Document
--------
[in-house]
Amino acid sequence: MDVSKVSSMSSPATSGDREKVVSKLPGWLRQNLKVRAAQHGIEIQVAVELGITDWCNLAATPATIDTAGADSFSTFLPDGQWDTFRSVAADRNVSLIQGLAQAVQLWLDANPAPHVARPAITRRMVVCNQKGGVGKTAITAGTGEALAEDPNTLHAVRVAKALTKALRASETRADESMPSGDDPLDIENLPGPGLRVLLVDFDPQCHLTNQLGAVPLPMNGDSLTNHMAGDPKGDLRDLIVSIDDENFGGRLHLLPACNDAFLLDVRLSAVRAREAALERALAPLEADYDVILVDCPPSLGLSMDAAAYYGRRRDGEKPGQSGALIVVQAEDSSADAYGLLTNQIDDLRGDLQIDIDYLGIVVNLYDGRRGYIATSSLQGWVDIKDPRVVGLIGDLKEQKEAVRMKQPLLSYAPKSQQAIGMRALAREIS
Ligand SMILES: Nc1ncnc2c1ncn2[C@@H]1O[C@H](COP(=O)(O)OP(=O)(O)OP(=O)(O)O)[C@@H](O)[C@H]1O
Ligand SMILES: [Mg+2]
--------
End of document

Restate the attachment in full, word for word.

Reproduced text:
[in-house]
Amino acid sequence: MDVSKVSSMSSPATSGDREKVVSKLPGWLRQNLKVRAAQHGIEIQVAVELGITDWCNLAATPATIDTAGADSFSTFLPDGQWDTFRSVAADRNVSLIQGLAQAVQLWLDANPAPHVARPAITRRMVVCNQKGGVGKTAITAGTGEALAEDPNTLHAVRVAKALTKALRASETRADESMPSGDDPLDIENLPGPGLRVLLVDFDPQCHLTNQLGAVPLPMNGDSLTNHMAGDPKGDLRDLIVSIDDENFGGRLHLLPACNDAFLLDVRLSAVRAREAALERALAPLEADYDVILVDCPPSLGLSMDAAAYYGRRRDGEKPGQSGALIVVQAEDSSADAYGLLTNQIDDLRGDLQIDIDYLGIVVNLYDGRRGYIATSSLQGWVDIKDPRVVGLIGDLKEQKEAVRMKQPLLSYAPKSQQAIGMRALAREIS
Ligand SMILES: Nc1ncnc2c1ncn2[C@@H]1O[C@H](COP(=O)(O)OP(=O)(O)OP(=O)(O)O)[C@@H](O)[C@H]1O
Ligand SMILES: [Mg+2]